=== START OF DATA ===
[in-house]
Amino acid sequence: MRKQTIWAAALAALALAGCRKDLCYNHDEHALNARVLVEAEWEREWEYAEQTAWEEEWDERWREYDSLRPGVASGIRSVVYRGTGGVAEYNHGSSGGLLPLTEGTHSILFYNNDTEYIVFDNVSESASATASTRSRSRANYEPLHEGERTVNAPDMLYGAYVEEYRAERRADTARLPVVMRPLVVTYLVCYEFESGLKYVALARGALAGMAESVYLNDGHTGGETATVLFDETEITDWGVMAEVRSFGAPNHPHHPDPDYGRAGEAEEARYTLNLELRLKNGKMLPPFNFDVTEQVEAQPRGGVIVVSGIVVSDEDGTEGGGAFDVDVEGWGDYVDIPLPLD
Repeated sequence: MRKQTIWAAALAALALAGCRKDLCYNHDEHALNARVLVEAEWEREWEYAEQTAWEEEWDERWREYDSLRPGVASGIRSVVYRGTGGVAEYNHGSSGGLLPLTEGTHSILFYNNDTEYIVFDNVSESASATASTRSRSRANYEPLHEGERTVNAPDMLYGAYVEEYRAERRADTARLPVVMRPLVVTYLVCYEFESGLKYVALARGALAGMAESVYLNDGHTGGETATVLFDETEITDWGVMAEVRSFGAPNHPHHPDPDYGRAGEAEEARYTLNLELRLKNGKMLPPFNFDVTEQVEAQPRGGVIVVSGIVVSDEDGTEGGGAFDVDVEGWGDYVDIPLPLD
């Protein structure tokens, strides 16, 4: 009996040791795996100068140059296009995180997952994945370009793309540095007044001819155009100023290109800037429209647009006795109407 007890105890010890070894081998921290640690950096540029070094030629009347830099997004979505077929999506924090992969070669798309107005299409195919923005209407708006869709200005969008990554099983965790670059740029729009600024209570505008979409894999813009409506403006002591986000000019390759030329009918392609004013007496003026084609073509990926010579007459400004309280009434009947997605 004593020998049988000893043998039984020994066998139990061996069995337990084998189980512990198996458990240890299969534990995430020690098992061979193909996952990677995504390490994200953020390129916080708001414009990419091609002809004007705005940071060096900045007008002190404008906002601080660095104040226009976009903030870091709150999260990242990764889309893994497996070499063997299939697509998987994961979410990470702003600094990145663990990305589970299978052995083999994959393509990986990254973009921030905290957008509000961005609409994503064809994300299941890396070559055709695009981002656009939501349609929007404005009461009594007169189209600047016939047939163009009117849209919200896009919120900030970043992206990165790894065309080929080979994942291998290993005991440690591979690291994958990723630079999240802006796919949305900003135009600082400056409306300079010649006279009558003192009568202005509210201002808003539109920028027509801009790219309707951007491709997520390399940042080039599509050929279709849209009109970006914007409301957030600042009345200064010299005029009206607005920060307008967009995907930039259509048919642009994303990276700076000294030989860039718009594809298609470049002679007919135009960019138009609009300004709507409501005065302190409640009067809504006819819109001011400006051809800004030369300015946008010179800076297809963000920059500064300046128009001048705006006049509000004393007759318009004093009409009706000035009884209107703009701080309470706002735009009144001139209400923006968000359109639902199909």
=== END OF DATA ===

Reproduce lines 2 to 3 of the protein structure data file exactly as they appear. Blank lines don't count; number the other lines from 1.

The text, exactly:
Amino acid sequence: MRKQTIWAAALAALALAGCRKDLCYNHDEHALNARVLVEAEWEREWEYAEQTAWEEEWDERWREYDSLRPGVASGIRSVVYRGTGGVAEYNHGSSGGLLPLTEGTHSILFYNNDTEYIVFDNVSESASATASTRSRSRANYEPLHEGERTVNAPDMLYGAYVEEYRAERRADTARLPVVMRPLVVTYLVCYEFESGLKYVALARGALAGMAESVYLNDGHTGGETATVLFDETEITDWGVMAEVRSFGAPNHPHHPDPDYGRAGEAEEARYTLNLELRLKNGKMLPPFNFDVTEQVEAQPRGGVIVVSGIVVSDEDGTEGGGAFDVDVEGWGDYVDIPLPLD
Repeated sequence: MRKQTIWAAALAALALAGCRKDLCYNHDEHALNARVLVEAEWEREWEYAEQTAWEEEWDERWREYDSLRPGVASGIRSVVYRGTGGVAEYNHGSSGGLLPLTEGTHSILFYNNDTEYIVFDNVSESASATASTRSRSRANYEPLHEGERTVNAPDMLYGAYVEEYRAERRADTARLPVVMRPLVVTYLVCYEFESGLKYVALARGALAGMAESVYLNDGHTGGETATVLFDETEITDWGVMAEVRSFGAPNHPHHPDPDYGRAGEAEEARYTLNLELRLKNGKMLPPFNFDVTEQVEAQPRGGVIVVSGIVVSDEDGTEGGGAFDVDVEGWGDYVDIPLPLD